Due to the efforts of Nova and Colon, what could have been a disastrous day for the Yankees turned out better than OK. In 18 innings, Joe Girardi needed to use only 2 1/3 innings of bullpen, and if not for the early-morning power outage -- caused not by Irene but by Britton -- they might well have left Camden with a sweep.

Now, they come to the park Monday afternoon with a chance not only to split the series, but to go into their latest showdown at Fenway just one game out of first place.

"After losing some games this week I thought we bounced back pretty well tonight," Girardi said. "I think this was a big win for us."

They may have lost one of the games, but they rediscovered two compelling reasons why, by the end of the week, their starting rotation will be not only smaller, but better.

•••

Of all the incredible stats Granderson has compiled this season -- 38 home runs, a league-leading 107 RBIs, 121 runs scored, 68 extra-base hits and 10 triples -- the most incredible might be this: Granderson, who carried the rap of being unable to hit left-handed pitching with him from Detroit, leads the league in home runs against lefties, with 15. … The last time the Yankees hit three consecutive homers was May 20, 2009, against the same Orioles, and by two of the same players, Cano and Swisher. The third was Melky Cabrera, now a Kansas City Royal. … Freddy Garcia (10-7, 3.16) makes his first start since Aug. 7 in Monday's finale, facing RHP Alfredo Simon (4-6, 4.30), first pitch at 7:05 p.m.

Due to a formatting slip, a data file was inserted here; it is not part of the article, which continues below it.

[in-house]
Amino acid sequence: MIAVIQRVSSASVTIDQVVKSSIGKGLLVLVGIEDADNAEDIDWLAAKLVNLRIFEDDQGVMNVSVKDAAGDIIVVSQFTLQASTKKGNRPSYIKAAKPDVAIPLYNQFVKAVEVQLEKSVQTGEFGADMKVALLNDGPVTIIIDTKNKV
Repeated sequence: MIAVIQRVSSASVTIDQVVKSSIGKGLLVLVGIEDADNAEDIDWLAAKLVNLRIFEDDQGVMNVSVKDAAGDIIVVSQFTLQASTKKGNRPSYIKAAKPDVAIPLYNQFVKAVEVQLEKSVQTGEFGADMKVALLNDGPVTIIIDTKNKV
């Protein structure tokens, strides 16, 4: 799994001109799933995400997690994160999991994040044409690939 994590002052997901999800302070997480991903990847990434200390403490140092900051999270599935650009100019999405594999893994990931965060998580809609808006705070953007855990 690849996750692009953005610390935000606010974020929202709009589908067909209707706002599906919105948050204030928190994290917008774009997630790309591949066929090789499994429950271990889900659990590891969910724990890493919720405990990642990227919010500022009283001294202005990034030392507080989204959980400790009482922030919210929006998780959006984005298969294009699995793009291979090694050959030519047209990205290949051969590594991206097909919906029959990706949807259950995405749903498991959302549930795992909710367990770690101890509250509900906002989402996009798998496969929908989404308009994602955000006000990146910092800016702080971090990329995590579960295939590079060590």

Wallace Matthews has covered New York sports since 1983 as a reporter, columnist, radio host and TV commentator. He covers the Yankees for ESPNNewYork.com after working for Newsday, the New York Post, the New York Sun and ESPN New York 98.7 FM.